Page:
What You Need for Fundraising as a Startup

February 21, 2020

Having started a business, you will understand that it is a continuous rollercoaster. Some days can be filled with ups & downs. One moment you’re on top of the world because your customer left you a great review, and the next moment you can’t sleep because your runway is getting tight. 

At some point in your startup career, you’ll have the need to grow and scale faster, or you need capital to build or launch a new product or service. This is going to require some additional capital and it is a good idea to look into outside investment as an option. When you start this process you can call yourself a fundraising startup.

6 Things You Need to Start Raising Money

1. Investor Strategy to find the right match

Photo by JESHOOTS on Unsplash

Who is going to invest in your business? Would you do it? Perhaps you already invested a big chunk of your poker cash into your business, and it’s time to take it to the next level.

But where do you find suitable investors? Someone that believes in your business for starters, but also someone that can be valuable for your company. And not only with money, but with knowledge and network.

VC or Angel?
Venture Capital (VC) is a type of financing that is provided by firms or funds to small, early-stage, emerging firms that are deemed to have high growth potential, or which have demonstrated high growth and sustainable traction.

An angel investor is an individual that acquired their fortune in various ways – that could be someone like you – and wants to “gamble on unicorns”. 

Finding an investor might be easier than you think. First take a look around in your own network. You might know a bunch of high net-worth individuals from your immediate surroundings; your online poker buddies.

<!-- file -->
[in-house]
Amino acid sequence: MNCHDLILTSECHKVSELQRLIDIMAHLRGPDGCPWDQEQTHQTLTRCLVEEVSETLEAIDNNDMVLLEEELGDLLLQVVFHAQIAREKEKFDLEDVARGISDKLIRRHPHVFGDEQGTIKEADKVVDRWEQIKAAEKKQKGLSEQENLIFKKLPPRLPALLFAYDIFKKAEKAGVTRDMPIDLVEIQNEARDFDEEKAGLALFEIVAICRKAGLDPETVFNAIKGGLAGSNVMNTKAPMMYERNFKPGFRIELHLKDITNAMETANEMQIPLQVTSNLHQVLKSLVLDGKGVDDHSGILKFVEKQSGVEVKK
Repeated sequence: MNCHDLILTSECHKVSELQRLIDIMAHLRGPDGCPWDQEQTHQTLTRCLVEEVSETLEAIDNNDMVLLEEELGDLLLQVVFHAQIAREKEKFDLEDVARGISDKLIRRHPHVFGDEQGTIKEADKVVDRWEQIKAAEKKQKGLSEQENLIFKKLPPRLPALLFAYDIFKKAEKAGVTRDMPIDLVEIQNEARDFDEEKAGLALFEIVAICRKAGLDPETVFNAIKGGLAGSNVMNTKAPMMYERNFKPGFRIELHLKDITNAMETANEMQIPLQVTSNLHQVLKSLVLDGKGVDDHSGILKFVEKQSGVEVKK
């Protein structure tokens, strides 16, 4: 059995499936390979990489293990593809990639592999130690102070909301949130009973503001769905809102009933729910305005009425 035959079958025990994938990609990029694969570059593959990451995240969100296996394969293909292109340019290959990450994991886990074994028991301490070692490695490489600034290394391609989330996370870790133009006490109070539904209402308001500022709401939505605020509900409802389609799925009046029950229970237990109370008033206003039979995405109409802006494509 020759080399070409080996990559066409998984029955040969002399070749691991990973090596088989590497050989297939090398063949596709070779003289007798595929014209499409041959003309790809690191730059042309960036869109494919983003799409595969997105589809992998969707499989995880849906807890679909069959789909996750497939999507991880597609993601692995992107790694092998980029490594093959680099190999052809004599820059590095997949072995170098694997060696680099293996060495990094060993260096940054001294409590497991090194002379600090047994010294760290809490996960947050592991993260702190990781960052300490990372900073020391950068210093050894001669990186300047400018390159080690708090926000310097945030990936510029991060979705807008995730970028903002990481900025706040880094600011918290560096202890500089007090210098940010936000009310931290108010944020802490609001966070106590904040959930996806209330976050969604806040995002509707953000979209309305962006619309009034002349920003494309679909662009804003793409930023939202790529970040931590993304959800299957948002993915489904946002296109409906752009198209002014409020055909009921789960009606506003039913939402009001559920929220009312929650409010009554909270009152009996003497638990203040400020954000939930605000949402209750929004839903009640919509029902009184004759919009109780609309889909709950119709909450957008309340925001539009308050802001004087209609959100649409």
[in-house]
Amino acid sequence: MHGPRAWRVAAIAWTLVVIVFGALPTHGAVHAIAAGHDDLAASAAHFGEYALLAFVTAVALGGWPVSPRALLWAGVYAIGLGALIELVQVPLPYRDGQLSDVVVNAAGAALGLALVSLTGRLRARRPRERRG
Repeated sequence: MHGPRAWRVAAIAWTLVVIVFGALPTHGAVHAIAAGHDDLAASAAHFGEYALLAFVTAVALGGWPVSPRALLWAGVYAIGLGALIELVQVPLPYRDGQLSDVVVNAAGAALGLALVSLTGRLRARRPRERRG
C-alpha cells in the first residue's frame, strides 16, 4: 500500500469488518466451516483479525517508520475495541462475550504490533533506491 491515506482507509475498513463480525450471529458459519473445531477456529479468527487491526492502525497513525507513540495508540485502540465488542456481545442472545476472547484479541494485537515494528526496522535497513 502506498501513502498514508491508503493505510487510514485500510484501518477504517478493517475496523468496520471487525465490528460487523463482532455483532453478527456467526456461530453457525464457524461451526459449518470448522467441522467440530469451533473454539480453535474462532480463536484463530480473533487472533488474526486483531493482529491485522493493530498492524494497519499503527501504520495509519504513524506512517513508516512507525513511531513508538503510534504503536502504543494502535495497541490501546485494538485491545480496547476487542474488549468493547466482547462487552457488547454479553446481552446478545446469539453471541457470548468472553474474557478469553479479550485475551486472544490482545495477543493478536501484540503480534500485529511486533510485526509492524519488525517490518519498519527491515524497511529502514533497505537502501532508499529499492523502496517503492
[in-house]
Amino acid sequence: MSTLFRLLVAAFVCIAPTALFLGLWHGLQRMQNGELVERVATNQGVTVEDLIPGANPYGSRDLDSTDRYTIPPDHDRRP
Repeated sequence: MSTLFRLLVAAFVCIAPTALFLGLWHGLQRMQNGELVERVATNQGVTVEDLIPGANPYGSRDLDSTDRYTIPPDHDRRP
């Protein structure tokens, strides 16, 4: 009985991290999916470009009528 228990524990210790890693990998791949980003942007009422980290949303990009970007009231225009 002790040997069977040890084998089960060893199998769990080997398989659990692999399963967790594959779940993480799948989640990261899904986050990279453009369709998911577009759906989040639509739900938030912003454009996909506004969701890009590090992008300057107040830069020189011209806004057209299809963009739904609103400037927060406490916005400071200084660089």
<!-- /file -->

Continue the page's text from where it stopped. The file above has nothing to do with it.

Go out there and get to know more people, a few tips how to do this you’ll find here: 5 Tips on How to Grow Your Personal Network.

2. Comms Strategy for a fundraising startup

You’ve identified a few potential candidates that might be interested in investing in your business, but how do you approach them? In my experience, this is a very delicate art. Luckily for you, there’s a strategy to it. Depending on your audience you will need to tailor your message. When you’re talking to your friends, you obviously have a different way of talking to them than when you’re reaching out to an institutional investor like a VC. A few tips for creating the right approach: 

  1. Find the right medium for your audience: Where do you find your investor? Is it through cold outreach on LinkedIn, or a friendly message to an old friend on WhatsApp. Think about your relationship with this person, and how this person is used to being approached. 
  2. Straight Line: Another tip on how to successfully persuade people to buy stuff is to look at the master of sales; Jordan Belfort. His “Straight Line Theory” will help you learn how your pitch needs to get closer to a ‘yes’.
  3. Compelling message: You’ll very quickly realize that every interaction matters. From the moment you say “Hi”, all the way to “the ask”. If you’re not analyzing your touchpoints and what to say and when, you’ll find it very difficult to find ambassadors for your business.

3. Investor Deck to present your business

Pitchdeck by RocketFuel Collective

A standard pitch deck has the following elements: cover page, introduction, problem, solution, business model, traction, the ask, team, financials & forecasts. A deck is a must-have for any fundraising startup.

While creating your pitch deck, focus on the important metrics. Sometimes what you believe is important to your business (let’s say creating compelling content for your users or ranking high in Google) is of less value if you look at it from an investor point of view. For them, it’s much more interesting to look at your burn rate and revenue, or for example the loyalty of your clients. 

A pitch deck can make or break the decision to invest in a company. It is smart to set enough time aside to make your pitch deck or call in the help of experts at designing them.

4. Growth Strategy to scale your startup

Photo by Julian Alexander on Unsplash